How China Is Digitally Challenging US Central Command

U.S. Marine Corps / Staff Sgt. Chad Simon

The Pentagon may have “CENTCOM fatigue,” but Beijing is pushing into the Middle East, warns the command’s communications chief.

China aims to become the Middle East’s “digital arbiter” by building cheap data networks and providing surveillance software to autocratic regimes—all in a bid to boost its regional influence, the U.S. military’s top communications official in the region said Tuesday. 

“These are the things from an IT standpoint, that provide the damage to us in this region,” said Brig. Gen. Tina Boyd, the director of command and control, communications, and computer systems for U.S. Central Command, or CENTCOM. 

Boyd said that while that doesn’t present a direct military threat, it’s not something that the United States military can afford to ignore, especially given China’s ability to use commercial and personal data to train AI and machine learning tools. 

“The People's Republic of China would love to have access to all of this data. And of course, if they own the infrastructure, they will certainly be able to have it,” she said on Tuesday at the Defense Intelligence Agency’s annual DODIIS conference.

For two years, Boyd and her CENTCOM team have been working on their response: a new secure network to help U.S. security partners link up around the world. It will go live in January. 

“We started it because again—speed to market—we had to get something done. And so we took it upon ourselves to figure out: How can we build out this partner network that will be able to encompass all of the [bilateral agreements] and the one [multilateral agreements] that we have in the theater, get everybody on the same network, and get them communicating.”

More importantly, the network aligns with the Defense Department’s new emphasis on zero-trust security—meaning that every computer on the network is assumed to be insecure. Individual users have to show that they’re allowed to be there through the use of digital credentials, two-factor authentication, and other means. All this improves security and makes it easier for more partners to communicate.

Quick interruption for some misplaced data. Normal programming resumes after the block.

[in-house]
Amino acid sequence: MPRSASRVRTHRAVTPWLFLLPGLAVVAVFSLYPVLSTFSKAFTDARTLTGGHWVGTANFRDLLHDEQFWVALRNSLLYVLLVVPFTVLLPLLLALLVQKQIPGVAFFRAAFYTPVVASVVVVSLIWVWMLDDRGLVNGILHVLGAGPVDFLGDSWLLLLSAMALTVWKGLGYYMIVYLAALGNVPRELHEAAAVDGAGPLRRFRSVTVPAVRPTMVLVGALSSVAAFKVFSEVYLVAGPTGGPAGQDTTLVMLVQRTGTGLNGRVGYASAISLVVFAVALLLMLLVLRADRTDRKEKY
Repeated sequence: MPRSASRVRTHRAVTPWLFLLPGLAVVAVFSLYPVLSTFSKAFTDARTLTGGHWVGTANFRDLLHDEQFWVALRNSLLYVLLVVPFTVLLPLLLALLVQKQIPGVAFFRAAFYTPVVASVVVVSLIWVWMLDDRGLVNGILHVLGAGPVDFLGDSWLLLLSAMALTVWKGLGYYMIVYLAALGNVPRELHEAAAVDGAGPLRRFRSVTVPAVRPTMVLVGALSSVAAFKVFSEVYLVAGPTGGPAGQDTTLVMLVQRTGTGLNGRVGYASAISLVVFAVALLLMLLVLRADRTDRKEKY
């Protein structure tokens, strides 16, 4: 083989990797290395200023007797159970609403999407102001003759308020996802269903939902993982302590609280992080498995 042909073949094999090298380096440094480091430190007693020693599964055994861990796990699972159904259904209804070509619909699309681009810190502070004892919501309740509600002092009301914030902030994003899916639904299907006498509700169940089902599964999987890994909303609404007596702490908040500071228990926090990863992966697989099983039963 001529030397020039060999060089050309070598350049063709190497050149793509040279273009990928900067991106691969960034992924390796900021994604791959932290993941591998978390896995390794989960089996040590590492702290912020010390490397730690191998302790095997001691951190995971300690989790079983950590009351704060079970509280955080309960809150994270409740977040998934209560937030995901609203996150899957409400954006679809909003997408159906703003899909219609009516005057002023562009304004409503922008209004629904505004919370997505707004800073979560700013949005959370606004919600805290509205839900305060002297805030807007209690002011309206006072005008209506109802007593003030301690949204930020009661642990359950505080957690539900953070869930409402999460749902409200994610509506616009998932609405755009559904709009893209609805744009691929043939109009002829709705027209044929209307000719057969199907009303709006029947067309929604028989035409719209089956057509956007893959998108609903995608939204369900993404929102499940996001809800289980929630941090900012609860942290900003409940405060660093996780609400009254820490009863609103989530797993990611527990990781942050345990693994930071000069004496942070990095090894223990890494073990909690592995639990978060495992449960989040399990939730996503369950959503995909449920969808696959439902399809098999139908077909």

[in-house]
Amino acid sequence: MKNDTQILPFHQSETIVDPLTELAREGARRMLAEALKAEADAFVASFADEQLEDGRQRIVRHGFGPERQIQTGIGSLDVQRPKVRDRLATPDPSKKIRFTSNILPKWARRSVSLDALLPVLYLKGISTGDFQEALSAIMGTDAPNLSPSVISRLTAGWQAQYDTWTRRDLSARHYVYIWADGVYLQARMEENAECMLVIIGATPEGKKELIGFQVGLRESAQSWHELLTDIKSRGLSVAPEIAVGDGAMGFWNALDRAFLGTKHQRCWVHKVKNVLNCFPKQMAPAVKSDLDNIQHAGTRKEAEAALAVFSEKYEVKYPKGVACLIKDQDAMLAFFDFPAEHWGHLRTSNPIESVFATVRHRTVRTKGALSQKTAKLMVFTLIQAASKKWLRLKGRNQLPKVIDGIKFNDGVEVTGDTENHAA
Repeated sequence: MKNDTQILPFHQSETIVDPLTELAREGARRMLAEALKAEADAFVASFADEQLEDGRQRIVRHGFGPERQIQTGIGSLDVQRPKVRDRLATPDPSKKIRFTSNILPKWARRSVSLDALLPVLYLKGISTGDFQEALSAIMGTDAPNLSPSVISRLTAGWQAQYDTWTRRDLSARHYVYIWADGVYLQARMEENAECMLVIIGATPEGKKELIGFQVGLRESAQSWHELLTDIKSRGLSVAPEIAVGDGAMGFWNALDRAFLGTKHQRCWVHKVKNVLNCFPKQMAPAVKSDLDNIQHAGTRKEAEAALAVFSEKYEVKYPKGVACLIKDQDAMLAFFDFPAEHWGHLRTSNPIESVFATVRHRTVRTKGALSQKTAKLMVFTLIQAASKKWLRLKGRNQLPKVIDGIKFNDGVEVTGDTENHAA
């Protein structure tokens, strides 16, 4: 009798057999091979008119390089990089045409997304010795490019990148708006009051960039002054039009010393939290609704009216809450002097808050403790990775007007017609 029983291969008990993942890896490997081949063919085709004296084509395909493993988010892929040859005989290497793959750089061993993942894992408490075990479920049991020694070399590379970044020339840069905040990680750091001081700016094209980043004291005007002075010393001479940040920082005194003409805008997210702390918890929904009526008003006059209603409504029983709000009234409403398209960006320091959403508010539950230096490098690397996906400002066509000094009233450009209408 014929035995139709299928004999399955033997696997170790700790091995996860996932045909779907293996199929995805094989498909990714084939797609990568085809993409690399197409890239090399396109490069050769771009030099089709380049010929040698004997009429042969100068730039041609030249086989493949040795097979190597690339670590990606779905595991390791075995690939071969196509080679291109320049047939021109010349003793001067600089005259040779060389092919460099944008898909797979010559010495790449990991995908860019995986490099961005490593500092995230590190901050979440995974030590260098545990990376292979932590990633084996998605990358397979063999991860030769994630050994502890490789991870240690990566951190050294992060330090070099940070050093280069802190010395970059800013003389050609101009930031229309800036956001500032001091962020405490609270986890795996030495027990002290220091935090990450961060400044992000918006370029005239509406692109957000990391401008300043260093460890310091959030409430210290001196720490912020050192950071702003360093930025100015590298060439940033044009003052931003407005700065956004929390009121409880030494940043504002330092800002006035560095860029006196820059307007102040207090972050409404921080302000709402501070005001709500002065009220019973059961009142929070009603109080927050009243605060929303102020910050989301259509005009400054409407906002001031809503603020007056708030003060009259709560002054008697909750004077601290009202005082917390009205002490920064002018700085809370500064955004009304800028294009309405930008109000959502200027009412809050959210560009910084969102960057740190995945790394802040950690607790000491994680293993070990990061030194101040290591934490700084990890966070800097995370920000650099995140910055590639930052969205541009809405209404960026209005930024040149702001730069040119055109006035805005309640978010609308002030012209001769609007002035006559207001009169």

“What that means at this point is that a British national with British credentials” will be able to login from England “and we will be able to accept their identity and allow them to access,” she said.  “So that's a big step forward. We've been talking about this for ages. We've been talking about this since the early 2000s, interoperability and integration of reporting. And so we're really starting to get some traction on this.” 

Boyd said that it could provide a model for other combatant commands that are looking to make their own zero-trust communication network. Moreover, it helps to lay the foundation for the Defense Department’s vision for joint all-domain command and control, or JADC2. 

She said CENTCOM got a taste of how high the data needs will be for future operations as U.S. forces hastily evacuated from Afghanistan in August. 

“Demand for data levels above [satellite communications] were tremendous and they were increasing by the minute. Having that data available and accessible throughout the whole, I'll call it chain of custody, is extremely helpful in those decisions being made at each layer of the organization,” she said. “We had a contingency response force, the 82nd Airborne Division down on the ground. We had all the [sensor data] from from all the service components and then then we had the highest level of government watching play by play. So JADC2 will give us that data throughout that chain and help us deconflict and make better decisions based upon everybody's information that's being provided into the system.” 

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